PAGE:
When are Students Engaged? (Updated 11/2013) Educational author and former teacher, Dr. Michael Schmoker shares in his book, Results Now, a study that found of 1,500 classrooms visited, 85 percent of them had engaged less than 50 percent of the students. In other words, only 15 percent of the classrooms had more than half of the class at least paying attention to the lesson. Deep Below Antarctic Ice, Lake May Soon See Light hide captionWhile a team of Russian scientists were drilling ice core samples from their Vostok base in Antarctica, new satellite imagery revealed the outline of a lake the size of New Jersey buried two miles underneath the ice. Scientists have been drilling through the ice and are now just 100 feet away from breaking into the third largest lake on the planet. Earth Observatory/NASA Russian scientists are on the verge of punching a hole into a vast Antarctic lake that's buried under more than two miles of ice. If the Russians break through, they may tap into and disturb a primitive and pristine ecosystem that has been untouched for millions of years. Lake Vostok is actually the third largest lake in the world, measured by the amount of water it holds.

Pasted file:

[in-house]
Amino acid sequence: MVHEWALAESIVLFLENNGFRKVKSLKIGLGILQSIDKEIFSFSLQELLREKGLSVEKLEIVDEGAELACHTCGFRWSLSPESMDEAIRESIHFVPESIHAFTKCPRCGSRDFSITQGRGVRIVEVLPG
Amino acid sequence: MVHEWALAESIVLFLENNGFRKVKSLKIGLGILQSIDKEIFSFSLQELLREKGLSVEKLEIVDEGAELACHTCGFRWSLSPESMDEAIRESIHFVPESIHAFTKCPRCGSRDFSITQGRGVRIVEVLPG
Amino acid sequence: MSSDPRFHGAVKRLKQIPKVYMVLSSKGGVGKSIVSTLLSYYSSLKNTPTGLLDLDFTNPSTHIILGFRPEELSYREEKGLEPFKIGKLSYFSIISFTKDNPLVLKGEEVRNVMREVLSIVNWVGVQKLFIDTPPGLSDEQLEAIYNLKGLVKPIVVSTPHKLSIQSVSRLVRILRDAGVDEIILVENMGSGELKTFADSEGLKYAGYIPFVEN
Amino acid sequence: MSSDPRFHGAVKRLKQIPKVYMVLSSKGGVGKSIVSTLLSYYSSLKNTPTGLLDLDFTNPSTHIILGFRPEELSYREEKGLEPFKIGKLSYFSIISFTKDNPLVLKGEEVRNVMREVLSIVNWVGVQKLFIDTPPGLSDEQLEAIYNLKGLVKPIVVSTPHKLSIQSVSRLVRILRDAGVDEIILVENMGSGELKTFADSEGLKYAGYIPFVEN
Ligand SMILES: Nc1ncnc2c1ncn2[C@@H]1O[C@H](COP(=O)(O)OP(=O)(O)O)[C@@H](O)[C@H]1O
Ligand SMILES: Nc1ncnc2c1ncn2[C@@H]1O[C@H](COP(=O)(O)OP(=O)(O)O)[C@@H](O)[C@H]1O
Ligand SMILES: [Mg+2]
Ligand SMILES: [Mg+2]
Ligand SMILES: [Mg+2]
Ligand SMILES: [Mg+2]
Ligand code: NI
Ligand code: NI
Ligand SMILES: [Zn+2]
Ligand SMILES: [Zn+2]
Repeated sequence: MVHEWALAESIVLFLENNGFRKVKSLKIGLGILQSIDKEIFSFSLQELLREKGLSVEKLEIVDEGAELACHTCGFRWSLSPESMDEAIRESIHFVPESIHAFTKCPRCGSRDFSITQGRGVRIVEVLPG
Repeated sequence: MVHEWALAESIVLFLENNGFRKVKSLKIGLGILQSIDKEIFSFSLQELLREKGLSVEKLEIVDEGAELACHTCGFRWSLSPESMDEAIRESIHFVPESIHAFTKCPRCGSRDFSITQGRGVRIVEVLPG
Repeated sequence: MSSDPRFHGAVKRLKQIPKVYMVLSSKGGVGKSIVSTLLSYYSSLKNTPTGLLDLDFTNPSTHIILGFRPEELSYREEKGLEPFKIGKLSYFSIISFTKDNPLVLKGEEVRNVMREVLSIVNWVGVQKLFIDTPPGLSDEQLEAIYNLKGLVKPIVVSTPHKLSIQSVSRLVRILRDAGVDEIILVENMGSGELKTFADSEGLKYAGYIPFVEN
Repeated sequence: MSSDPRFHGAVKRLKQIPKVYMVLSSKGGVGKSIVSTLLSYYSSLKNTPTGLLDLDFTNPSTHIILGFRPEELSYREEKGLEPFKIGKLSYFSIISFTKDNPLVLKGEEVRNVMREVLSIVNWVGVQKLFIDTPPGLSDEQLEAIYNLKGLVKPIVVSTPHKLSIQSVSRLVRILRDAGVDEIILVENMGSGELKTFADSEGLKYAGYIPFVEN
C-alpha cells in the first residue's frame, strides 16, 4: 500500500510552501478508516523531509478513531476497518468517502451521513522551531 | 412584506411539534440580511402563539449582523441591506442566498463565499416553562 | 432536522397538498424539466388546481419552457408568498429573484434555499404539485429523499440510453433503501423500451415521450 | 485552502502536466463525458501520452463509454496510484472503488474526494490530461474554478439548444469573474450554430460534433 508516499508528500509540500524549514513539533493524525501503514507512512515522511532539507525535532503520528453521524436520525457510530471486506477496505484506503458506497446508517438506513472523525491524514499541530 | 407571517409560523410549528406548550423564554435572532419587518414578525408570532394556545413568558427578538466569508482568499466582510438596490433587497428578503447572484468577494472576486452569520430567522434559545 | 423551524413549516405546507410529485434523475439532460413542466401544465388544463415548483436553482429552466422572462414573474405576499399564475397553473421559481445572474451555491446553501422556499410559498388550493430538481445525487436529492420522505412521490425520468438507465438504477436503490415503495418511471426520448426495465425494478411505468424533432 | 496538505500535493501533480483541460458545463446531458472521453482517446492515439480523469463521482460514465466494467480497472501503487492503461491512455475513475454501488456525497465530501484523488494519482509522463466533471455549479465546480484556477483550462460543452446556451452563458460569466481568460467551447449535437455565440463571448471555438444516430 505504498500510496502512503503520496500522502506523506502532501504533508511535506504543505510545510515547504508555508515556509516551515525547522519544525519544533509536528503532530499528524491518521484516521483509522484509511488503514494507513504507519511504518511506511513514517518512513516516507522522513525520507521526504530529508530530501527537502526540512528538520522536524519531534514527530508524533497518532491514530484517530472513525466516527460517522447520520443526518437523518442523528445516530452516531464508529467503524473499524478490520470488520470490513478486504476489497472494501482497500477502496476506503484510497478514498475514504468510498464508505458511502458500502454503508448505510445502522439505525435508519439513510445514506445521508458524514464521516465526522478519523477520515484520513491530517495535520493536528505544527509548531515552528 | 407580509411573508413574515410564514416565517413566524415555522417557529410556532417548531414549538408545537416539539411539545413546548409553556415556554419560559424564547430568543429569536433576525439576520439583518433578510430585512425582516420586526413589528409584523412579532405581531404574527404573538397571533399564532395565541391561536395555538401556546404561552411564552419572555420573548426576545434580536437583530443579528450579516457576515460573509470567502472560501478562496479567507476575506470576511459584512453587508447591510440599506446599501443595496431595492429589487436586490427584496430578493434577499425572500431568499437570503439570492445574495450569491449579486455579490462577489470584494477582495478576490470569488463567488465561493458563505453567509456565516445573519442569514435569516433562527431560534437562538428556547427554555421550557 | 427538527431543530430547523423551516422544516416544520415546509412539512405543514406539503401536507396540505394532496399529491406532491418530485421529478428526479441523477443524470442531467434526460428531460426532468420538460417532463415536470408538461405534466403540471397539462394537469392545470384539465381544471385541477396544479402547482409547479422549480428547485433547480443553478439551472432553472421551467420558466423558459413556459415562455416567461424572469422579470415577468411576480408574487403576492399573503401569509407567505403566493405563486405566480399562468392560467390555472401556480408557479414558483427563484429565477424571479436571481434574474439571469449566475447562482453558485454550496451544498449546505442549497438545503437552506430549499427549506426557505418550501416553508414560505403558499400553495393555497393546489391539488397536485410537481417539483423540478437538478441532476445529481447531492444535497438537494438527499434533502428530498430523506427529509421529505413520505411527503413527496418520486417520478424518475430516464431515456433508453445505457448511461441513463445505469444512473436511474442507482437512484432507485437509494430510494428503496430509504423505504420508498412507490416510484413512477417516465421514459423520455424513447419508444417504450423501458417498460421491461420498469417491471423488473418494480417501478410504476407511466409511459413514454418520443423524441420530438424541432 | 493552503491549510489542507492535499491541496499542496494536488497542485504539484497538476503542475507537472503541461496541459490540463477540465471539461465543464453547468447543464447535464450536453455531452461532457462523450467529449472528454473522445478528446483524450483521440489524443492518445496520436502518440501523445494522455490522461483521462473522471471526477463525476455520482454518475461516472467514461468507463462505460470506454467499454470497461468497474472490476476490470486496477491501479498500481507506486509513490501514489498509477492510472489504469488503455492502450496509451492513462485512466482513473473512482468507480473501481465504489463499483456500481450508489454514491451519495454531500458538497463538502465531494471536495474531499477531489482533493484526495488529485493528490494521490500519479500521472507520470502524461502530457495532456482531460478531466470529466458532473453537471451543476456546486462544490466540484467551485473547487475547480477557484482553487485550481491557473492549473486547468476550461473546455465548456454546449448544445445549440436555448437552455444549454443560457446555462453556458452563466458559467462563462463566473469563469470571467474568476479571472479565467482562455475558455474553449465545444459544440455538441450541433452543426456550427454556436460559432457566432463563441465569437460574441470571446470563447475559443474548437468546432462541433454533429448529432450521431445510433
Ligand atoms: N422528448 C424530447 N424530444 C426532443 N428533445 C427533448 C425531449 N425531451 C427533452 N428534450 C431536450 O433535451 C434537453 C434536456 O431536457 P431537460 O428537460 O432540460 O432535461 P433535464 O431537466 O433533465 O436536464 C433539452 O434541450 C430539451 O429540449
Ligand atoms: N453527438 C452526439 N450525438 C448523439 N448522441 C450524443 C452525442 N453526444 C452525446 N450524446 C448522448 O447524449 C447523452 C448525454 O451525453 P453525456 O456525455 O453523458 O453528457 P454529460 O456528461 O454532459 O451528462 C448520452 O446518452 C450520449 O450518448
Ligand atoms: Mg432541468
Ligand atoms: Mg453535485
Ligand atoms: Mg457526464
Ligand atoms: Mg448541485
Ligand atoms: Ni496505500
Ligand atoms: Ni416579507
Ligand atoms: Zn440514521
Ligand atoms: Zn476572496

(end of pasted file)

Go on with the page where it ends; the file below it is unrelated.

How do we know how far away the moon is? The exact distance between the Moon and Earth varies since the Moon follows an elliptical (oval) orbit, but on average the Moon is 384,399 km away. If you had a piece of string that long, you could wrap it all the way around the Earth’s equator almost ten times. Ancient Greek astronomers were able to make rough estimates of the distance to the Moon using information from eclipses to make geometric calculations. Since the 1960s, we have however had access to a much more accurate way of measuring this distance.